+privilege on the stored procedure, calls GETSESSIONUSER, the procedure
+returns his name because he is the authenticated user who started the
+session and invoked the function:
+
+```
+SQL> SHOW USER
+
+USER PAULLOW1 (NONE)
+
+SQL> CALL demo.persnl.getsessionuser() ;
+
+(EXPR)
+--------------------------------------------------------------------------------
+PAULLOW1
+
+--- 1 row(s) selected.
+
+--- SQL operation complete.
+```
+
+For more information about external security, see
+<<understand-external-security, Understand External Security>>.
+
+[[exception-handling]]
+=== Exception Handling
+
+For SPJ methods that access a Trafodion database, no special code is
+necessary for handling exceptions. If an SQL operation fails inside an
+SPJ, the error message associated with the failure is returned to the
+application that issues the CALL statement.
+
+[[handling-java-exceptions]]
+== Handling Java Exceptions
+
+If an SPJ method returns an uncaught Java exception or an uncaught chain
+of `java.sql.SQLException` objects, the database engine converts each Java
+exception object into an SQL error condition, and the CALL statement
+fails. Each SQL error condition contains the message text associated
+with one Java exception object.
+
+If an SPJ method catches and handles exceptions itself, those exceptions
+do not affect SQL processing.
+
+[[user-defined-exceptions]]
+=== User-Defined Exceptions
+
+The SQLSTATE values 38001 to 38999 are reserved for you to define your
+own error conditions that SPJ methods can return. By coding your SPJ
+method to throw a `java.sql.SQLException` object, you cause the CALL
+statement to fail with a specific user-defined SQLSTATE value and your
+own error message text.
+
+If you define the SQLSTATE to be outside the range of 38001 to 38999,
+the database engine raises SQLSTATE 39001, external routine invocation
+exception.
+
+This example uses the throw statement in the SPJ method named
+`numMonthlyOrders()` to raise a user-defined error condition when an
+invalid argument value is entered for the month:
+
+[source, java]
+----
+public static void numMonthlyOrders( int month
+                                   , int[] numOrders
+				   ) throws java.sql.SQLException
+{
+   if ( month < 1 || month > 12 )
+   {
+      throw new
+         java.sql.SQLException ( "Invalid value for month. "
+                               + "Retry the CALL statement using a number "
+                               + "from 1 to 12 to represent the month."
+			       , "38001"
+			       ) ;
+   }
+
+   ....
+}
+----
+
+For more information about the numMonthlyOrders() method, see the
+<<monthlyorders-procedure, MONTHLYORDERS Procedure>>.
+
+For information about specific SQL errors, see the
+http://trafodion.incubator.apache.org/docs/messages_guide/index.html[Trafodion Messages Manual], which lists
+the SQLCODE, SQLSTATE, message text, and cause-effect-recovery information for all SQL errors.
+
+[[compiling-and-packaging-java-classes]]
+== Compiling and Packaging Java Classes
+
+On the Trafodion database, the class files of SPJ methods must be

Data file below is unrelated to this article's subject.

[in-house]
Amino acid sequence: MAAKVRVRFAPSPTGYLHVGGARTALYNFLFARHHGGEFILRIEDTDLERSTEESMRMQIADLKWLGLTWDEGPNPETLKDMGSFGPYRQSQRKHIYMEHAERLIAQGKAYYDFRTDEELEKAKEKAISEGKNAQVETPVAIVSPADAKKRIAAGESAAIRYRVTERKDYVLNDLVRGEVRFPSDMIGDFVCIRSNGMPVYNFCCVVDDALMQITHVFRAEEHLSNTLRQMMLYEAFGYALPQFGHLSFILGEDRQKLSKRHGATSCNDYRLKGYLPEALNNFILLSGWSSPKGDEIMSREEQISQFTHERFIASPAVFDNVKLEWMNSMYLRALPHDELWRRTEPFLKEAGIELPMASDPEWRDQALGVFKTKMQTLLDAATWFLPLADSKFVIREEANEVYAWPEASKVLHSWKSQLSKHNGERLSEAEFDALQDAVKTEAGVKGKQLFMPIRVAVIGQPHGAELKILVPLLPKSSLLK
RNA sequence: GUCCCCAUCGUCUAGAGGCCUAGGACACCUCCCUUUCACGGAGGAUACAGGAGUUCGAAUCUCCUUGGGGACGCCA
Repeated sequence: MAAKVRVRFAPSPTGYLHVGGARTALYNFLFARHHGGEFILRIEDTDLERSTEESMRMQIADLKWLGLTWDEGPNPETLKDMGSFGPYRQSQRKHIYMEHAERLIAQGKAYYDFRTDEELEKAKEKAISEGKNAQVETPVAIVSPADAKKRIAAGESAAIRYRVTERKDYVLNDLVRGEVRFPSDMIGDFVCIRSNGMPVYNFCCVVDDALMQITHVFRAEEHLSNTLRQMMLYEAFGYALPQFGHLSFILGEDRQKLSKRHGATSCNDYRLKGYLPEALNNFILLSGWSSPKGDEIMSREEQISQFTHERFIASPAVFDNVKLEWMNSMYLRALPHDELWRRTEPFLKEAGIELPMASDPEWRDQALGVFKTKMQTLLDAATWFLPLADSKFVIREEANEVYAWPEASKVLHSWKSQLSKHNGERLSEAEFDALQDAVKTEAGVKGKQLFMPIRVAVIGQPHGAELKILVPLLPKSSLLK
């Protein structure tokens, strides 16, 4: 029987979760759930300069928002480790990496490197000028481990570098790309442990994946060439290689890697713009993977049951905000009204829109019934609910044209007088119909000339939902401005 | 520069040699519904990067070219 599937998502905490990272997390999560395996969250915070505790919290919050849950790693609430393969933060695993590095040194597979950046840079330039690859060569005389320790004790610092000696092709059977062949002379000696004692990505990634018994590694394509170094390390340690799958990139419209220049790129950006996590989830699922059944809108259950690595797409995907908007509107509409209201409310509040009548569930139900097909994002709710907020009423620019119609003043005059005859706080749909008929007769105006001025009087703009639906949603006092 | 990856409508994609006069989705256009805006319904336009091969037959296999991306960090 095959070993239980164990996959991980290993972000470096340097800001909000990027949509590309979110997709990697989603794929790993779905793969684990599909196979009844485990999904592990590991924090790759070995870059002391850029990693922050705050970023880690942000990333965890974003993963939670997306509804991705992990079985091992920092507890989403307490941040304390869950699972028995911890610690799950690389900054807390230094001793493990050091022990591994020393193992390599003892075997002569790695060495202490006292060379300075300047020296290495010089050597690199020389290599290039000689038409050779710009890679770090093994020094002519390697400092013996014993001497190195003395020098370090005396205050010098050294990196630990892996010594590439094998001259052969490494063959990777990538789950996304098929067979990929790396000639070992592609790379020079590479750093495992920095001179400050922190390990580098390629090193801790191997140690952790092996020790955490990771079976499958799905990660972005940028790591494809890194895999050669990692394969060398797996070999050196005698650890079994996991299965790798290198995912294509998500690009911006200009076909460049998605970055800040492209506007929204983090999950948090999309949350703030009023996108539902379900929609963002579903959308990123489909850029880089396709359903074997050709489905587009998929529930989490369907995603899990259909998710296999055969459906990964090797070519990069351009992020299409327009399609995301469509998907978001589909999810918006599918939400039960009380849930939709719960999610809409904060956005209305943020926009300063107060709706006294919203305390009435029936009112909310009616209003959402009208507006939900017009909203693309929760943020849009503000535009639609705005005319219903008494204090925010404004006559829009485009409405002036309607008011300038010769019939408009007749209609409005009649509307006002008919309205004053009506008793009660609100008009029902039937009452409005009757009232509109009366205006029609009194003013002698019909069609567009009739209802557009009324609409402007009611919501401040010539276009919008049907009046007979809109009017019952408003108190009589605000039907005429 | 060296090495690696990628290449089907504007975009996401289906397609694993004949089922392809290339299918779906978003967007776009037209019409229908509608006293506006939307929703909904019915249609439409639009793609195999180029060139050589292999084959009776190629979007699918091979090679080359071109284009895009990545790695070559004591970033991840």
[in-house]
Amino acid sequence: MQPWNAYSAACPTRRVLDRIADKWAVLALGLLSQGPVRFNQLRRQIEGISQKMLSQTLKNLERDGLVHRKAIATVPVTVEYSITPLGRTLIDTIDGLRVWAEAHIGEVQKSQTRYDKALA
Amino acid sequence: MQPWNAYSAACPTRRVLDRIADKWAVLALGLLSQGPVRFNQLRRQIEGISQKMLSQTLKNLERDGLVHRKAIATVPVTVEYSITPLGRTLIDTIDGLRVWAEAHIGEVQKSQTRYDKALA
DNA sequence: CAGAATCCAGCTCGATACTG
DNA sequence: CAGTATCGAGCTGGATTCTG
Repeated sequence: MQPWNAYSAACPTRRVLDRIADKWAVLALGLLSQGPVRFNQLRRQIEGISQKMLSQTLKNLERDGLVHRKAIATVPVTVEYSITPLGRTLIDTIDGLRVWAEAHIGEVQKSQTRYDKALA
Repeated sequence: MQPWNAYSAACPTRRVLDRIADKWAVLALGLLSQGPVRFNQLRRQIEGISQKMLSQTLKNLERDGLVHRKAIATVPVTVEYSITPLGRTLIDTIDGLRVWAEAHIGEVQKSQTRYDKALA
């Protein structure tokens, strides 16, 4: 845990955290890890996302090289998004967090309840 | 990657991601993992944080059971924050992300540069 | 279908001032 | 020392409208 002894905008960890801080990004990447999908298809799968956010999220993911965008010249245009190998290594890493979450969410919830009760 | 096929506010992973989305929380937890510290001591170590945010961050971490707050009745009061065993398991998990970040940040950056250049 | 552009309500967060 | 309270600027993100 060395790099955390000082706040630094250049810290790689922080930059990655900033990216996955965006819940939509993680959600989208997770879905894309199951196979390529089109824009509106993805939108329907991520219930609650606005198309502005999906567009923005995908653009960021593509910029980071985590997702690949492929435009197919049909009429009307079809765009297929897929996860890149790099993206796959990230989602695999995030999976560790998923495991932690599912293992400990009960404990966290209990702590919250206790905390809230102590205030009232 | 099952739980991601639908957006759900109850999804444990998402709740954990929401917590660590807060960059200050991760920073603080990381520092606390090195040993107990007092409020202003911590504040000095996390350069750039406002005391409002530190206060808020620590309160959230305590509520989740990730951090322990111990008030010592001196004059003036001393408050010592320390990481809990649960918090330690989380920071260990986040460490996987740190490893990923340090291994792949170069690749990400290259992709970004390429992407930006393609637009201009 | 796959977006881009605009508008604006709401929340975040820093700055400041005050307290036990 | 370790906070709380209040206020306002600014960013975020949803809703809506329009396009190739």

+packaged in Java archive (JAR) files. After writing an SPJ method,
+compile the Java source file of the SPJ method into Java bytecode and
+package the Java bytecode in a JAR file. A Java method that you register
+as an SPJ might need to access, either directly or indirectly, other
+Java classes to operate properly. Those Java classes might include other
+application classes. To enable an SPJ method to refer to other
+application classes, put the application classes in the same JAR file as
+the SPJ class. All classes stored in the same JAR file as the SPJ class
+are accessible by default to the SPJ method.
+
+.After writing the SPJ method
+
+1.  Compile the Java source file into Java bytecode by using the Java
+programming language compiler, `javac`:
++
+```
+javac Payroll.java
+```
+
+2.  Put the SPJ class file and all associated class files into a Java
+archive (JAR) file:
++
+```
+jar cvf Payroll.jar Payroll.class
+```
++
+A manifest file is not needed for the JAR file.
+
+

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+////
+/**
+ *@@@ START COPYRIGHT @@@
+ * Licensed to the Apache Software Foundation (ASF) under one
+ * or more contributor license agreements. See the NOTICE file
+ * distributed with this work for additional information
+ * regarding copyright ownership.  The ASF licenses this file
+ * to you under the Apache License, Version 2.0 (the
+ * "License"); you may not use this file except in compliance
+ * with the License.  You may obtain a copy of the License at
+ *
+ *     http://www.apache.org/licenses/LICENSE-2.0
+ *
+ * Unless required by applicable law or agreed to in writing, software
+ * distributed under the License is distributed on an "AS IS" BASIS,
+ * WITHOUT WARRANTIES OR CONDITIONS OF ANY KIND, either express or implied.
+ * See the License for the specific language governing permissions and
+ * limitations under the License.
+ * @@@ END COPYRIGHT @@@
+ */
+////
+
+[[execute-spjs]]
+= Execute SPJs
+